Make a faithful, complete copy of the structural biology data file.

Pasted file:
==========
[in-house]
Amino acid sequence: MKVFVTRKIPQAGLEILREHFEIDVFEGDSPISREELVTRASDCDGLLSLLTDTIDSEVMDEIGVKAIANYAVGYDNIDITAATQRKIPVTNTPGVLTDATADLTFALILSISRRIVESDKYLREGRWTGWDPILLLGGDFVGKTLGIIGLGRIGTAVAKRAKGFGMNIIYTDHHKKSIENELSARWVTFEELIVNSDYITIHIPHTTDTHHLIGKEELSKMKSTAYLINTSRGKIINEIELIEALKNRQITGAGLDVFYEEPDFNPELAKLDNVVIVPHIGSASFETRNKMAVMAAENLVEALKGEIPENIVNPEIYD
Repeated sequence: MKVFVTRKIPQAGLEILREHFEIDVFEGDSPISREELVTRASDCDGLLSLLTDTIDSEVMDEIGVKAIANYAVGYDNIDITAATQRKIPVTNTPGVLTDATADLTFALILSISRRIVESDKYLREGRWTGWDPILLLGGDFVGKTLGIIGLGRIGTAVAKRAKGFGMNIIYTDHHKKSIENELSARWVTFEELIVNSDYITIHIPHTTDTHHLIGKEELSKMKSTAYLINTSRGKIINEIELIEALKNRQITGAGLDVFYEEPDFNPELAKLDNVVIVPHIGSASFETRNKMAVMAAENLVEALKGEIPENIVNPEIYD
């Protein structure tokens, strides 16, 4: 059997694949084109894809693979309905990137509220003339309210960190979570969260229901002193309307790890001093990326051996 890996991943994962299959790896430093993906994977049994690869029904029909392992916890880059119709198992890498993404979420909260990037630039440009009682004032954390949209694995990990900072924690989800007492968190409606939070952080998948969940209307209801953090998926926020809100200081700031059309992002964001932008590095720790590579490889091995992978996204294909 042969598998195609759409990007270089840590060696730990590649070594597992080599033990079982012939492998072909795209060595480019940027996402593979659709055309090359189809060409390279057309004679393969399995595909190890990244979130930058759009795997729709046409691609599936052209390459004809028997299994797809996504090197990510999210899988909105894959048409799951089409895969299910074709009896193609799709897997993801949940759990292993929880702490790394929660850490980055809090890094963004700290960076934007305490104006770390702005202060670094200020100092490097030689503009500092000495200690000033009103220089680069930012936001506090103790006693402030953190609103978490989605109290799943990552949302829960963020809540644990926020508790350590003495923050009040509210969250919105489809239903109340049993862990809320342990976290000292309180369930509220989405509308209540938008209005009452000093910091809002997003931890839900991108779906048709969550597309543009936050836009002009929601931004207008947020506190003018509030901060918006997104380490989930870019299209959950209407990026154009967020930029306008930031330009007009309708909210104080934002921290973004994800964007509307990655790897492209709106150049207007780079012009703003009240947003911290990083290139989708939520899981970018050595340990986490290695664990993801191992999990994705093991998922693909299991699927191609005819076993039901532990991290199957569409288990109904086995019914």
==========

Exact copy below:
[in-house]
Amino acid sequence: MKVFVTRKIPQAGLEILREHFEIDVFEGDSPISREELVTRASDCDGLLSLLTDTIDSEVMDEIGVKAIANYAVGYDNIDITAATQRKIPVTNTPGVLTDATADLTFALILSISRRIVESDKYLREGRWTGWDPILLLGGDFVGKTLGIIGLGRIGTAVAKRAKGFGMNIIYTDHHKKSIENELSARWVTFEELIVNSDYITIHIPHTTDTHHLIGKEELSKMKSTAYLINTSRGKIINEIELIEALKNRQITGAGLDVFYEEPDFNPELAKLDNVVIVPHIGSASFETRNKMAVMAAENLVEALKGEIPENIVNPEIYD
Repeated sequence: MKVFVTRKIPQAGLEILREHFEIDVFEGDSPISREELVTRASDCDGLLSLLTDTIDSEVMDEIGVKAIANYAVGYDNIDITAATQRKIPVTNTPGVLTDATADLTFALILSISRRIVESDKYLREGRWTGWDPILLLGGDFVGKTLGIIGLGRIGTAVAKRAKGFGMNIIYTDHHKKSIENELSARWVTFEELIVNSDYITIHIPHTTDTHHLIGKEELSKMKSTAYLINTSRGKIINEIELIEALKNRQITGAGLDVFYEEPDFNPELAKLDNVVIVPHIGSASFETRNKMAVMAAENLVEALKGEIPENIVNPEIYD
């Protein structure tokens, strides 16, 4: 059997694949084109894809693979309905990137509220003339309210960190979570969260229901002193309307790890001093990326051996 890996991943994962299959790896430093993906994977049994690869029904029909392992916890880059119709198992890498993404979420909260990037630039440009009682004032954390949209694995990990900072924690989800007492968190409606939070952080998948969940209307209801953090998926926020809100200081700031059309992002964001932008590095720790590579490889091995992978996204294909 042969598998195609759409990007270089840590060696730990590649070594597992080599033990079982012939492998072909795209060595480019940027996402593979659709055309090359189809060409390279057309004679393969399995595909190890990244979130930058759009795997729709046409691609599936052209390459004809028997299994797809996504090197990510999210899988909105894959048409799951089409895969299910074709009896193609799709897997993801949940759990292993929880702490790394929660850490980055809090890094963004700290960076934007305490104006770390702005202060670094200020100092490097030689503009500092000495200690000033009103220089680069930012936001506090103790006693402030953190609103978490989605109290799943990552949302829960963020809540644990926020508790350590003495923050009040509210969250919105489809239903109340049993862990809320342990976290000292309180369930509220989405509308209540938008209005009452000093910091809002997003931890839900991108779906048709969550597309543009936050836009002009929601931004207008947020506190003018509030901060918006997104380490989930870019299209959950209407990026154009967020930029306008930031330009007009309708909210104080934002921290973004994800964007509307990655790897492209709106150049207007780079012009703003009240947003911290990083290139989708939520899981970018050595340990986490290695664990993801191992999990994705093991998922693909299991699927191609005819076993039901532990991290199957569409288990109904086995019914």